Could Estonia become a bi-ethnic success story?

The Estonishing Evenings series continues in the Estonian capital, Tallinn – Marju Lauristin, Sergei Metlev and Artemy Troitsky will look into the topic of the past, present and the future of the Russian-speaking people in Estonia.

On 22 October, the English-speaking event series, Estonishing Evenings, will have an open discussion about identities, stereotypes and myths surrounding both Estonian and Russian ethnicities and their relations.

According to Statistics Estonia, the population of Estonia in 2017 was just over 1.3 million people. Less than a million were ethnic Estonians and 330,000 were ethnic Russians, but the relations between the two communities have not always been rosy. Yet an increasing number of people in Estonia do realise that the more people fulfil their true potential, the better it is for the country’s economy and the society as a whole – everyone wins in the end.

A number of high-profile Estonians and Russians tackle the issues

The Estonishing event, “Could Estonia become a bi-ethnic success story?” will look into the topic in detail. The event will start with a presentation by the renowned Estonian social scientist and politician, Marju Lauristin, who will take a closer look at the history and background of the Estonian Russians and the current situation.

The evening will continue with a panel discussion between Lauristin, Sergei Metlev and Artemy Troitsky.

Metlev is a Tallinn-born Estonian Russian, who has been speaking Estonian since attending kindergarten. He has a law degree and is very active in the Estonian society.

Troitsky is a Russian journalist, music critic, broadcaster and academic who was born in Russia and has lived with his family in Estonia for the past four years.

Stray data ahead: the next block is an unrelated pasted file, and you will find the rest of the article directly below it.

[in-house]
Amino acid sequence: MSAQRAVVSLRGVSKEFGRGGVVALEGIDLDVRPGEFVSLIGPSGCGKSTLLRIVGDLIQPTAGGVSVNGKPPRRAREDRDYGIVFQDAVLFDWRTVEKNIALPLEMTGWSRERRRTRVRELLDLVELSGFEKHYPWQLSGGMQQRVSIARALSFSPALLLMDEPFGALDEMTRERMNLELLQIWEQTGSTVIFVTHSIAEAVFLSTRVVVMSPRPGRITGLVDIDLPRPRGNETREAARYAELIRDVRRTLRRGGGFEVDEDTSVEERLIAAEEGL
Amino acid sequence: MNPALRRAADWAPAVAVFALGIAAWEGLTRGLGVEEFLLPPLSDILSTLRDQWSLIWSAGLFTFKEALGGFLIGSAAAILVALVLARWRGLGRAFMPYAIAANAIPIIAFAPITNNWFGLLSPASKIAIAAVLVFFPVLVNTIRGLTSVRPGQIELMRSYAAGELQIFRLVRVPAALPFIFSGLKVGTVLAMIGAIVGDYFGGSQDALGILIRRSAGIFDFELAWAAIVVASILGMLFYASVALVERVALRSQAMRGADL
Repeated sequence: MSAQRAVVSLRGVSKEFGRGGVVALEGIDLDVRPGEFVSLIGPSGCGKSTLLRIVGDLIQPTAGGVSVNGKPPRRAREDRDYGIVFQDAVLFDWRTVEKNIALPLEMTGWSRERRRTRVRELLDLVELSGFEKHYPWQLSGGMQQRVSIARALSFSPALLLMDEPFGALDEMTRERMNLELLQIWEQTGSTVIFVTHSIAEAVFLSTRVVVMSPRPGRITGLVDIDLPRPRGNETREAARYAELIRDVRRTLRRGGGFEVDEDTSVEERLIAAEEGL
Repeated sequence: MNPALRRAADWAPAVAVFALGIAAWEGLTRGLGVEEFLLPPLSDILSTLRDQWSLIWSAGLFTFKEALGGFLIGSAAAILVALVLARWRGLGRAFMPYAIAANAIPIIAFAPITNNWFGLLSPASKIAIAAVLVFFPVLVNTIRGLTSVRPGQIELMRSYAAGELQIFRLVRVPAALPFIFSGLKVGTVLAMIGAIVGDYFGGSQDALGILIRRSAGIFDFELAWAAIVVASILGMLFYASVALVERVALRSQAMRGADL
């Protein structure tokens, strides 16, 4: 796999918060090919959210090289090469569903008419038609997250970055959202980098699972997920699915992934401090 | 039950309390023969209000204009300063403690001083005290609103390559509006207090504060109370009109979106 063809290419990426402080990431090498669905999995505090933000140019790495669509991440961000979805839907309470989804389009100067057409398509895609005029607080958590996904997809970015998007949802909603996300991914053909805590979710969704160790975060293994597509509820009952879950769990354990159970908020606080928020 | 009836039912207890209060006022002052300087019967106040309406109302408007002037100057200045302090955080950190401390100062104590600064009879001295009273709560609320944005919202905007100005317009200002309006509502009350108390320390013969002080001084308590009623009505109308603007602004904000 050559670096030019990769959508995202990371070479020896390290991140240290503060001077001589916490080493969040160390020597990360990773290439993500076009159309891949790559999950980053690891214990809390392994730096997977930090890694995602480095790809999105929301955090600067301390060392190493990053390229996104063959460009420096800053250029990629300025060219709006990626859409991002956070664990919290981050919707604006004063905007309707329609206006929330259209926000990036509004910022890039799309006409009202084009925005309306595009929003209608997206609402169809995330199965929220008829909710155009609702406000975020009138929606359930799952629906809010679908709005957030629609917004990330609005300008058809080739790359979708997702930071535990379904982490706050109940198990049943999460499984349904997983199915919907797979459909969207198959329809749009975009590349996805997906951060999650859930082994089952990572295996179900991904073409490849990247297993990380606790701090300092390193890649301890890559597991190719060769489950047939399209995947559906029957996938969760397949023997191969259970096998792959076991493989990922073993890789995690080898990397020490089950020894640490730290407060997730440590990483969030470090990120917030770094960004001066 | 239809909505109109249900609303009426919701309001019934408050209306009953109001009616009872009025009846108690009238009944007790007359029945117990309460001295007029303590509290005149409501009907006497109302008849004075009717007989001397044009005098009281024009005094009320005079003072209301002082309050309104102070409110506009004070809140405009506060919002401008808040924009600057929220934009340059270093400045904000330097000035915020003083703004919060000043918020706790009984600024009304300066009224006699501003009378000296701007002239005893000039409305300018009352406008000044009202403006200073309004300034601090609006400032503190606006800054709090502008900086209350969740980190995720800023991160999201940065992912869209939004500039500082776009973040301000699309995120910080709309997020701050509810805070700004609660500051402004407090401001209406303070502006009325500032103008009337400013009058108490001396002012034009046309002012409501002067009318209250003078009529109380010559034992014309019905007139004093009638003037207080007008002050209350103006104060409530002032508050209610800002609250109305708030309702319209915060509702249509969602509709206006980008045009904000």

A number of topics will be tackled, such as language issues and a different approach to history; stereotypes and myths about ethnic Russians; the real obstacles for integration; Russian-speaking schools; the option of a dual citizenship/ethnicity; a brain drain of successful Russians as well as an influx of modern Russians moving to Estonia. Finally, the different media sphere will also be discussed.

The event, taking place at the Erinevate Tubade Klubi (the Club of Different Rooms) at the Telliskivi Creative City in Tallinn, at 7:00 PM on 22 October, will be moderated by Silver Tambur, the editor-in-chief of Estonian World.

Organised in partnership with Estonian World and the Telliskivi Creative City, the Estonishing Evenings series runs English-speaking events that host different speakers expressing their viewpoints and experiences on hot topics and matters concerning both the locals and non-natives living in Estonia. Founded in 2017, the series has become the most popular monthly event in Estonia that is conducted in English.

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Cover: Artwork “Erinevad keeled, üks rahvas”, Evi Pärn (2008) / “Разные языки, один народ” Эви Пярн (2008).